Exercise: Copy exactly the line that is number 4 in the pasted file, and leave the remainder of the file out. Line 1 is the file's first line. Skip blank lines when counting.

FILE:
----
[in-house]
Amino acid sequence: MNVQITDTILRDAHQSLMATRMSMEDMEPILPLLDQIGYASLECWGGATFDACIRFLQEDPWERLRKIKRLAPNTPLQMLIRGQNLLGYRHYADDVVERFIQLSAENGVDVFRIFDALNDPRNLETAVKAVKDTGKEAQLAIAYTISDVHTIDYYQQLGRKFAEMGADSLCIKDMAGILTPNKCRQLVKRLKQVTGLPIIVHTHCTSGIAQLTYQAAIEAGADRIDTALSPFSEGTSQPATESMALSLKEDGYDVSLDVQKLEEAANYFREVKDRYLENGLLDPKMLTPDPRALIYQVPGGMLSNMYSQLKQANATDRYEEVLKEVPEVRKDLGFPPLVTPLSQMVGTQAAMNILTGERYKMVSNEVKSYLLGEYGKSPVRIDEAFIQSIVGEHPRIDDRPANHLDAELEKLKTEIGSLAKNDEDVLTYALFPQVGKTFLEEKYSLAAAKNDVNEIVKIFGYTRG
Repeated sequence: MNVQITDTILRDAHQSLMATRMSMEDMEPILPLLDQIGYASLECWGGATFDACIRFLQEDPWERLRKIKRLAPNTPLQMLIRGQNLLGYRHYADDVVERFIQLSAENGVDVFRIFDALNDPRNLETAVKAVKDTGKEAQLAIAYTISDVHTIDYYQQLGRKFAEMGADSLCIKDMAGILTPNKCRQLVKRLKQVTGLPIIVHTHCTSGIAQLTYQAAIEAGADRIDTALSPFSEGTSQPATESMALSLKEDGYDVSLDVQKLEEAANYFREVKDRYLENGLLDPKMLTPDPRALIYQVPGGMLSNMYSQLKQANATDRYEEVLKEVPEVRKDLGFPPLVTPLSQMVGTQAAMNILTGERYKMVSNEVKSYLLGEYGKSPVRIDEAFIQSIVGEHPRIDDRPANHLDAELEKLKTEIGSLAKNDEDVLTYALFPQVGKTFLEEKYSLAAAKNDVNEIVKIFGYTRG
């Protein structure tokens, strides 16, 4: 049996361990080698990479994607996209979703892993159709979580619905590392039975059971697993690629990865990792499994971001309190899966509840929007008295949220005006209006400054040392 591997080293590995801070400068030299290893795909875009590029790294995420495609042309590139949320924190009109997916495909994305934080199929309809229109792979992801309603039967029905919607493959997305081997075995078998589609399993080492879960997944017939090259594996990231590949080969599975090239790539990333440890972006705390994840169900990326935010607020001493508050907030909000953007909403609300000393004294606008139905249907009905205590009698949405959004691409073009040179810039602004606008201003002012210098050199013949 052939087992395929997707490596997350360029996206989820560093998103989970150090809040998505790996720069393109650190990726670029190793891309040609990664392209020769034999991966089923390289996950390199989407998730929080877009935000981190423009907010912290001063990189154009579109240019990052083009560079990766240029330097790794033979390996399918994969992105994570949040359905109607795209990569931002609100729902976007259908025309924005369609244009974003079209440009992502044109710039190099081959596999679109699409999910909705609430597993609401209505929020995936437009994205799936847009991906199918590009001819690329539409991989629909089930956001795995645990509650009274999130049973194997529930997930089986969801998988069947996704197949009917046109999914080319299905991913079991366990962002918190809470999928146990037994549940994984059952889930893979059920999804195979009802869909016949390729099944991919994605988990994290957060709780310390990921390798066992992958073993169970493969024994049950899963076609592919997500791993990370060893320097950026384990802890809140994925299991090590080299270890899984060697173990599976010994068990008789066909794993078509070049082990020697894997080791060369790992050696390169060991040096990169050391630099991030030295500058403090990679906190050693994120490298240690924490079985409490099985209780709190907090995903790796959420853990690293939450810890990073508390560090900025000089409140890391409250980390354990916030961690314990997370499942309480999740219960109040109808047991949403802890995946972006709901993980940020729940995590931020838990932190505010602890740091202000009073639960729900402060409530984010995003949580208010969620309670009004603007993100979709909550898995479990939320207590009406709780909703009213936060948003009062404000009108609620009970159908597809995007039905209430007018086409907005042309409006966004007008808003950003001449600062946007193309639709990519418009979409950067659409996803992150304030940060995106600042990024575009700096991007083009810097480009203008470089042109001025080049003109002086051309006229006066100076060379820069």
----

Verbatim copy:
């Protein structure tokens, strides 16, 4: 049996361990080698990479994607996209979703892993159709979580619905590392039975059971697993690629990865990792499994971001309190899966509840929007008295949220005006209006400054040392 591997080293590995801070400068030299290893795909875009590029790294995420495609042309590139949320924190009109997916495909994305934080199929309809229109792979992801309603039967029905919607493959997305081997075995078998589609399993080492879960997944017939090259594996990231590949080969599975090239790539990333440890972006705390994840169900990326935010607020001493508050907030909000953007909403609300000393004294606008139905249907009905205590009698949405959004691409073009040179810039602004606008201003002012210098050199013949 052939087992395929997707490596997350360029996206989820560093998103989970150090809040998505790996720069393109650190990726670029190793891309040609990664392209020769034999991966089923390289996950390199989407998730929080877009935000981190423009907010912290001063990189154009579109240019990052083009560079990766240029330097790794033979390996399918994969992105994570949040359905109607795209990569931002609100729902976007259908025309924005369609244009974003079209440009992502044109710039190099081959596999679109699409999910909705609430597993609401209505929020995936437009994205799936847009991906199918590009001819690329539409991989629909089930956001795995645990509650009274999130049973194997529930997930089986969801998988069947996704197949009917046109999914080319299905991913079991366990962002918190809470999928146990037994549940994984059952889930893979059920999804195979009802869909016949390729099944991919994605988990994290957060709780310390990921390798066992992958073993169970493969024994049950899963076609592919997500791993990370060893320097950026384990802890809140994925299991090590080299270890899984060697173990599976010994068990008789066909794993078509070049082990020697894997080791060369790992050696390169060991040096990169050391630099991030030295500058403090990679906190050693994120490298240690924490079985409490099985209780709190907090995903790796959420853990690293939450810890990073508390560090900025000089409140890391409250980390354990916030961690314990997370499942309480999740219960109040109808047991949403802890995946972006709901993980940020729940995590931020838990932190505010602890740091202000009073639960729900402060409530984010995003949580208010969620309670009004603007993100979709909550898995479990939320207590009406709780909703009213936060948003009062404000009108609620009970159908597809995007039905209430007018086409907005042309409006966004007008808003950003001449600062946007193309639709990519418009979409950067659409996803992150304030940060995106600042990024575009700096991007083009810097480009203008470089042109001025080049003109002086051309006229006066100076060379820069």